the group's early november launch is planned at a time when the markets are weak
Framlington healthcare fund manager Antony Milford is to head up the group's forthcoming Biotech unit trust to be launched in early November.
The group has been considering a biotech play for some time and believes now is the perfect time to bring one out as markets are weak.
Milford said: 'This year biotechs have been beaten up in line with the Nasdaq Index as they have wrongly been put into the same category as technology stocks. Fundamentally there is no correlation between the two, as unlike tech, biotech companies are not affected by the economy.'
In the last seven months there has been some very positive newsflow in the biotech sector with three major announcements of drug deals, including a £1bn deal two weeks ago between the healthcare company Bristol Myers and Imclone, for Imclone's cancer product c225.
Milford said: 'We have been saying for some time that the big pharmaceutical companies were facing a product gap, with a number of drugs going off patent. The pharmaceuticals are getting the new drugs from the biotech companies.
'The fundamentals in the biotech industry are as strong as they have ever been but the valuations are low at the moment in the mid and small cap sectors. With our deep knowledge of biotechs, a lot of it gained through investing in them in the Health fund, we think there are some outstanding opportunities to be gained.'
By November many of these stocks might rally, but Milford believes it is unlikely they will have rallied enough to no longer look attractive.
The fund, which is still subject to FSA approval, is being aimed at investors who can accept greater volatility and is for those who want a pure medium to long-term play on the sector.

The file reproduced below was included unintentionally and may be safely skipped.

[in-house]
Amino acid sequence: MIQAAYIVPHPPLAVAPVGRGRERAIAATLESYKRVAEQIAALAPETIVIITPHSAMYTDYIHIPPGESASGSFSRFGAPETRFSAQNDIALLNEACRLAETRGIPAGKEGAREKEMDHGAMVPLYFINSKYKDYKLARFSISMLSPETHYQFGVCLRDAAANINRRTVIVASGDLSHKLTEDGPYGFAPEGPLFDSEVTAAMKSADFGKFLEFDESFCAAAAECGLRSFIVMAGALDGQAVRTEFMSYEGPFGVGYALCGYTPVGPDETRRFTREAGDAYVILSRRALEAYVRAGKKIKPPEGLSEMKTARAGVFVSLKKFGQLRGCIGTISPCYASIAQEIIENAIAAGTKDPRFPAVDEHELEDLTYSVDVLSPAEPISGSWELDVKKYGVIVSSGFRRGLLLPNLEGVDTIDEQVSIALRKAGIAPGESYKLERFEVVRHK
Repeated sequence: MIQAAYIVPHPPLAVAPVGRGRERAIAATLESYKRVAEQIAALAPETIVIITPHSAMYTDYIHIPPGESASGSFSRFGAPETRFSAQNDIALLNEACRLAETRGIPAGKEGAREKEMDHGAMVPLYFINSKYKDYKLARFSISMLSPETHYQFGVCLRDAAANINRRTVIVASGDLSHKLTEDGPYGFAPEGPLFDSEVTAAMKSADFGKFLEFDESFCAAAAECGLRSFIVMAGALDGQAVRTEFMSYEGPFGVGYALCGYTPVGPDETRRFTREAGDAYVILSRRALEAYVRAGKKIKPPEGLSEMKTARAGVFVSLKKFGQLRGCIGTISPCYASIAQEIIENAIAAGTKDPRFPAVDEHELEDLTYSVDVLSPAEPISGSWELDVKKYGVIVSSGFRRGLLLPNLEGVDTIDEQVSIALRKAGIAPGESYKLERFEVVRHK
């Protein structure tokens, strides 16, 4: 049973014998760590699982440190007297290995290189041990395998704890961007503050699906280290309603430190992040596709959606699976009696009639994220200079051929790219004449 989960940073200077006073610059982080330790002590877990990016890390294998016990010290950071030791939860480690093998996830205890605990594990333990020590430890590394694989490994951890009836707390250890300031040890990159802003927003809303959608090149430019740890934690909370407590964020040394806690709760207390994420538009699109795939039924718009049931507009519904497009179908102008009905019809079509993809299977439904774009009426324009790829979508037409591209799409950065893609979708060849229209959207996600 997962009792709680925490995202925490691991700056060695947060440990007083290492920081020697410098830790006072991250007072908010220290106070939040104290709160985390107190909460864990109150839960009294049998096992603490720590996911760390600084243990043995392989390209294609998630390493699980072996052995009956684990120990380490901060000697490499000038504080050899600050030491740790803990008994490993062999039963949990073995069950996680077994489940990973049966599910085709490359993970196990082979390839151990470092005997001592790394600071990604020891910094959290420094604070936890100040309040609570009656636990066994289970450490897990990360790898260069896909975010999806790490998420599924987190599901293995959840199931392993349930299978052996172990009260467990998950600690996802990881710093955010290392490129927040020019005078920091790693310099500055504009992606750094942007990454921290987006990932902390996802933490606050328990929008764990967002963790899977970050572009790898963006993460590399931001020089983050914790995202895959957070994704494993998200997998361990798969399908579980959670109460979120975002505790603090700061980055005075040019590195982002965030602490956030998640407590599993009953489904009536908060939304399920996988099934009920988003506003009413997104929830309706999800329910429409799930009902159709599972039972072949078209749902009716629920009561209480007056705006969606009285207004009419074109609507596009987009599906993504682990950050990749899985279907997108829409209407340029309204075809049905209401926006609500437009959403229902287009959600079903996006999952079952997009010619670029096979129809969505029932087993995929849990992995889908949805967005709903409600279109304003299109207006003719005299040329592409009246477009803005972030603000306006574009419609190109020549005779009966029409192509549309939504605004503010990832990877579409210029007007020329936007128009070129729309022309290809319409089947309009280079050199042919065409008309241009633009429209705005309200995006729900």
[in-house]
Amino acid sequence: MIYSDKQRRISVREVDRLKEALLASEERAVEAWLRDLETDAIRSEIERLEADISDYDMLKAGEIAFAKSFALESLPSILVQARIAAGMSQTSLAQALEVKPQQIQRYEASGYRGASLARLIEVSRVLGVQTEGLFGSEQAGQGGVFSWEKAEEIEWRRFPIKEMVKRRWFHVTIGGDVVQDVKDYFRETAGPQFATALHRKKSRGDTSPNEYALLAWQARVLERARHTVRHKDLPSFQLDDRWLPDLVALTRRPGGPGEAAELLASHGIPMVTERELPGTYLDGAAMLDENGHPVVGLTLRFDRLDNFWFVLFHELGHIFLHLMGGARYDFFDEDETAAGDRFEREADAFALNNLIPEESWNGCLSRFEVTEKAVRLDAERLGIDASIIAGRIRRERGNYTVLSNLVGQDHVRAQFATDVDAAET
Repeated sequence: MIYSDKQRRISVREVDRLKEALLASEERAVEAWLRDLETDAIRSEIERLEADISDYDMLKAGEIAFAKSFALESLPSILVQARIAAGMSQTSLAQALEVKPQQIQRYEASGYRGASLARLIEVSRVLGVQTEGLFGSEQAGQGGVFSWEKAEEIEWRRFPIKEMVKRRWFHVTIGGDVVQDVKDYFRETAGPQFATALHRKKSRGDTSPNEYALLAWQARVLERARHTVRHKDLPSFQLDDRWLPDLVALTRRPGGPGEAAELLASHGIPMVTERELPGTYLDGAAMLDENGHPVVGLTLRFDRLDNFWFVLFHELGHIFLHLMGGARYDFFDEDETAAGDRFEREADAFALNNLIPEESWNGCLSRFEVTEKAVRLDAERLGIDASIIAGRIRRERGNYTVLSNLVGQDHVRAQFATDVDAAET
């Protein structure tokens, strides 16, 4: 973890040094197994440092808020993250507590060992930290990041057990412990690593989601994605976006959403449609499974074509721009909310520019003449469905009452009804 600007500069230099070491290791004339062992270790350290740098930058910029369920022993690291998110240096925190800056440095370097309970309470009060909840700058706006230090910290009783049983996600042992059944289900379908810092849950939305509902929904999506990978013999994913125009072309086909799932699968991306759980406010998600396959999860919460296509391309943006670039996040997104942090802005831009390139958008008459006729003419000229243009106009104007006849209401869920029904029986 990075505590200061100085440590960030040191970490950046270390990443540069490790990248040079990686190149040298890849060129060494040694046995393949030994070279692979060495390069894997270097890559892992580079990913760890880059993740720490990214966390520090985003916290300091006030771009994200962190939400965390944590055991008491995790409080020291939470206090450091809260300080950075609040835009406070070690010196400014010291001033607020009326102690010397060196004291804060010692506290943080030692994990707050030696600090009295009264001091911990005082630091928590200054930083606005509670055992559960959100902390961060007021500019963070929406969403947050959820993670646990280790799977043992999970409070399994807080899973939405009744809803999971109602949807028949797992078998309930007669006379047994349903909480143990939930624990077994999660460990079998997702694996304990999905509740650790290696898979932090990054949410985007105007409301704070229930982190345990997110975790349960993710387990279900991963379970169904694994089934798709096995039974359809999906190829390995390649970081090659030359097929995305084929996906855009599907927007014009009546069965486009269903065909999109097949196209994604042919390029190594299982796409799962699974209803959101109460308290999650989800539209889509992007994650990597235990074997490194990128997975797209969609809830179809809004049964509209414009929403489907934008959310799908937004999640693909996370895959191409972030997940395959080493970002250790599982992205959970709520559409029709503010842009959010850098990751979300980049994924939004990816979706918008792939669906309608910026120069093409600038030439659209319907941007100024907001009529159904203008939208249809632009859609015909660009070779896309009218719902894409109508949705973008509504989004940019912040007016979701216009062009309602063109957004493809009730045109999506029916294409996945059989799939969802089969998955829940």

Due to its focused investment brief Milford is looking to run around 70 holdings, compared with the 160 in the Healthcare fund. The portfolio will invest globally but 80% is likely to be in the US.
Milford will monitor fund performance against, but not be benchmarked to, the two leading biotech indices, Nasdaq Biotech and Amex.
He said: 'The majority of the companies we will invest in will have products already approved or in the late stage of development which have been proved to be safe. I like to have companies that not only have good products but can develop more in the future.'
Framlington is not expect large inflows into the fund at launch but wants to start building a portfolio track record.
Milford said: 'With markets down many investors have been getting out of these sort of stocks and going more defensive. We think this is the wrong thing to do, the time to go defensive is when everyone loves a sector, not when it is beaten up.
'We are not trying to launch a fund when the sector is sky high. These stocks are not flavour of the month at the moment and are cheap, what we are trying to do is make investors money.'
Over three and five years to 3 September 2001, on an offer to bid basis, Framlington Health is ranked top in the specialist sector, returning 185.86% and 133.91% respectively, compared to the sector average returns of 61.26% and 32.08%.
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